Within the book, inri’s work ha been culled from four different bodies made during the 1996-2000 timeframe when she was in her early twenties. The work inside is brooding, colorful and full of viscera both intimated and actual. From her stark and grainy black and white images of faces drifting in and out of single light source to her colorful underexposed images of a organic plant-life (cactus) and self-portraiture, the work reminds one in places of Leiko Shiga and represents a world in which even natural elements present a tale of the grotesque in their dimly-lit reticence to be seen in full light. This creates an alternate universe in which subjects drift in and amongst strange alien forms. I am strangely reminded in of art nouveau imagery in which mythical worlds are illustrated as classical if never existing environments for the subjects within to play out fantasies of the real. Pre-Raphaelite works slightly preceding art nouveau also cater to this. But here in inri’s world, the classical beauty, the flowers and the long flowing robes and harps have been turned in for a strange corner with a cactus that reminds one of a mugwump on a barstool from Burrough’s Naked Lunch.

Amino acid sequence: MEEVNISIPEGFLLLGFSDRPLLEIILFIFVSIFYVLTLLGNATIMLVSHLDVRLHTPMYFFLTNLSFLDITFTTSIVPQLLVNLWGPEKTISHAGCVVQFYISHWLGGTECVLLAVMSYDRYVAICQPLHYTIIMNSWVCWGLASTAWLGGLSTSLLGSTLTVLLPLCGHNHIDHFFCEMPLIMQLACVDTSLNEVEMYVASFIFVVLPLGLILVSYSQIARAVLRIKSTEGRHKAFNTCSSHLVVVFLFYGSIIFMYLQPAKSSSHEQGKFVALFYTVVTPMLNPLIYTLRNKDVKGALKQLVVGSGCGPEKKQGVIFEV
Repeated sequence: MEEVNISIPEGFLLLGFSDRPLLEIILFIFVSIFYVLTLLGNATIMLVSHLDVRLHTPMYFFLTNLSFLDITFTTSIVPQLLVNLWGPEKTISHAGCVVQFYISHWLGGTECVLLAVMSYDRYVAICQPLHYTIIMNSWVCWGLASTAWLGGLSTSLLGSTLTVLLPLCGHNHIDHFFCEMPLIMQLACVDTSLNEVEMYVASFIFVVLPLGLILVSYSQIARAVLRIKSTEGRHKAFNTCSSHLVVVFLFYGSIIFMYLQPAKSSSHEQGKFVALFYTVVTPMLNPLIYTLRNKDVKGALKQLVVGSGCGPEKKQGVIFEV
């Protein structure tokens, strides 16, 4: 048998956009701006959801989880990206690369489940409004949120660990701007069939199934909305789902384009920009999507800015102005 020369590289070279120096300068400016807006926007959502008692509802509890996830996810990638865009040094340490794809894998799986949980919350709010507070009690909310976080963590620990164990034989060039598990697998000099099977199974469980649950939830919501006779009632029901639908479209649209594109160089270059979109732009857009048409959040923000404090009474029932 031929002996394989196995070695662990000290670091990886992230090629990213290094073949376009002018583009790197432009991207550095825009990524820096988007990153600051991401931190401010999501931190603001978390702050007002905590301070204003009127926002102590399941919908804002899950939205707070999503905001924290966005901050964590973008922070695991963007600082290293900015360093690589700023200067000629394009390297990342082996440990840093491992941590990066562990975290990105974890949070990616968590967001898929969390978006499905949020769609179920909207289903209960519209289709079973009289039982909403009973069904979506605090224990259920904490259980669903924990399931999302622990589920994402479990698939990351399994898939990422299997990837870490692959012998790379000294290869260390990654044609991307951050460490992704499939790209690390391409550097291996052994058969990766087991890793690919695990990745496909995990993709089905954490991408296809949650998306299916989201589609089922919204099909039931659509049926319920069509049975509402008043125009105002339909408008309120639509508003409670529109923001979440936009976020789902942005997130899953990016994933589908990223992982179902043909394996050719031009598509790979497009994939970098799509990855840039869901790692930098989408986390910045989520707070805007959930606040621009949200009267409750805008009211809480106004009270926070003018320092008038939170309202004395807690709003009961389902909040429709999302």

Further bodies of work exhibit inri’s interest in dance and performance. Here the artists can be seen photographing an avant-garde theater which, cut from context suggests a blood orgy, a transcendent space in which action (as in Vienna) is coupled with a strange motion-filled frame- blur and abstraction of human form add to the existential dilemma of the document. It feels anxious, chaotic and full of manic gesture. It adds a complete layer to the performative aspects already featured within.
Further along, inri presents a series of experimental Sabbatier processed darkroom prints in which subjects exhibit more interest in performance. The process also reminds one of the attempts of Modernist and Surrealist photographers of the 1920s and 30s such as Man Ray, Erwin Blumenfeld and Baron Adolph De Meyer (one masked image really), Eli Lotar etc. They are cryptic, brazen and feel somewhat nightmarish though I suspect inri’s drive is more about modern bodies than their psychoanalytical possibilities. They are expertly crafted and add further chaos to the book.
The book is gorgeous and gives insight into inri’s career before her meeting with RongRong thus defining a more rounded examination of her place within the medium and her focus on collaborative and performative bodies. I highly recommend this beautiful book if you have, like myself been unaware of inri’s formative works. Highly Recommended.
Symposion About Love 1996-2000
AKAAKA Publishing with Three Shadows Photography Art Center
(All Rights Reserved. Text @ Brad Feuerhelm. Images @ inri)